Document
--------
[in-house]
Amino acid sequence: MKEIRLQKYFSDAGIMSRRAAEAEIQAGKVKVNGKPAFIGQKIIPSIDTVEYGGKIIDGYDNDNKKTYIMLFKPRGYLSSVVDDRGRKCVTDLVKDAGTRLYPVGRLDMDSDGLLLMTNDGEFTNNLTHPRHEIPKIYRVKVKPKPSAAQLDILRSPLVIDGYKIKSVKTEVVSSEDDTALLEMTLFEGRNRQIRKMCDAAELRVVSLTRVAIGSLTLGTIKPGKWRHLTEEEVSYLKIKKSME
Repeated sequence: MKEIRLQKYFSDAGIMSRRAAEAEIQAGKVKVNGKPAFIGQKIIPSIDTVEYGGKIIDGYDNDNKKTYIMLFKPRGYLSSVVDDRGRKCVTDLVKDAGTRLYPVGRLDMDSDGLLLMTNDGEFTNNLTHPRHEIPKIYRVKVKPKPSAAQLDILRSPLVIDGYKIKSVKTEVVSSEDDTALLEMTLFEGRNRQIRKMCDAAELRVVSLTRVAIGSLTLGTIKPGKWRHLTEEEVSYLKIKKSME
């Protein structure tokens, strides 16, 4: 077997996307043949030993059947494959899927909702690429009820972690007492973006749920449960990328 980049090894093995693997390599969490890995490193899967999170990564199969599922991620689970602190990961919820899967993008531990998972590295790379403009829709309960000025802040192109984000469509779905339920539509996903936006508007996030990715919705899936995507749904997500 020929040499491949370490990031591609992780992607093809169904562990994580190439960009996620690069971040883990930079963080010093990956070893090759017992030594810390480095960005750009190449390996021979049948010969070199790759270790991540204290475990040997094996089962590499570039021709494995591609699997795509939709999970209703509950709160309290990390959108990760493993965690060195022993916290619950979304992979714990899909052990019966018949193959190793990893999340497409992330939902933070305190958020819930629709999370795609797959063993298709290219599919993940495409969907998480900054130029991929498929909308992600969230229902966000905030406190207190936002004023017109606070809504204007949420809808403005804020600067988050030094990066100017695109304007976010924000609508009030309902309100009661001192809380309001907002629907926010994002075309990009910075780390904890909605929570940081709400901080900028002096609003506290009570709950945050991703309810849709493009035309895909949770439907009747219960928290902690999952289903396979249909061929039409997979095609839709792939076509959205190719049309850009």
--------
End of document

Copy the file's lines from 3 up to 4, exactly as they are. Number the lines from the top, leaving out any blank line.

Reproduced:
Repeated sequence: MKEIRLQKYFSDAGIMSRRAAEAEIQAGKVKVNGKPAFIGQKIIPSIDTVEYGGKIIDGYDNDNKKTYIMLFKPRGYLSSVVDDRGRKCVTDLVKDAGTRLYPVGRLDMDSDGLLLMTNDGEFTNNLTHPRHEIPKIYRVKVKPKPSAAQLDILRSPLVIDGYKIKSVKTEVVSSEDDTALLEMTLFEGRNRQIRKMCDAAELRVVSLTRVAIGSLTLGTIKPGKWRHLTEEEVSYLKIKKSME
């Protein structure tokens, strides 16, 4: 077997996307043949030993059947494959899927909702690429009820972690007492973006749920449960990328 980049090894093995693997390599969490890995490193899967999170990564199969599922991620689970602190990961919820899967993008531990998972590295790379403009829709309960000025802040192109984000469509779905339920539509996903936006508007996030990715919705899936995507749904997500 020929040499491949370490990031591609992780992607093809169904562990994580190439960009996620690069971040883990930079963080010093990956070893090759017992030594810390480095960005750009190449390996021979049948010969070199790759270790991540204290475990040997094996089962590499570039021709494995591609699997795509939709999970209703509950709160309290990390959108990760493993965690060195022993916290619950979304992979714990899909052990019966018949193959190793990893999340497409992330939902933070305190958020819930629709999370795609797959063993298709290219599919993940495409969907998480900054130029991929498929909308992600969230229902966000905030406190207190936002004023017109606070809504204007949420809808403005804020600067988050030094990066100017695109304007976010924000609508009030309902309100009661001192809380309001907002629907926010994002075309990009910075780390904890909605929570940081709400901080900028002096609003506290009570709950945050991703309810849709493009035309895909949770439907009747219960928290902690999952289903396979249909061929039409997979095609839709792939076509959205190719049309850009």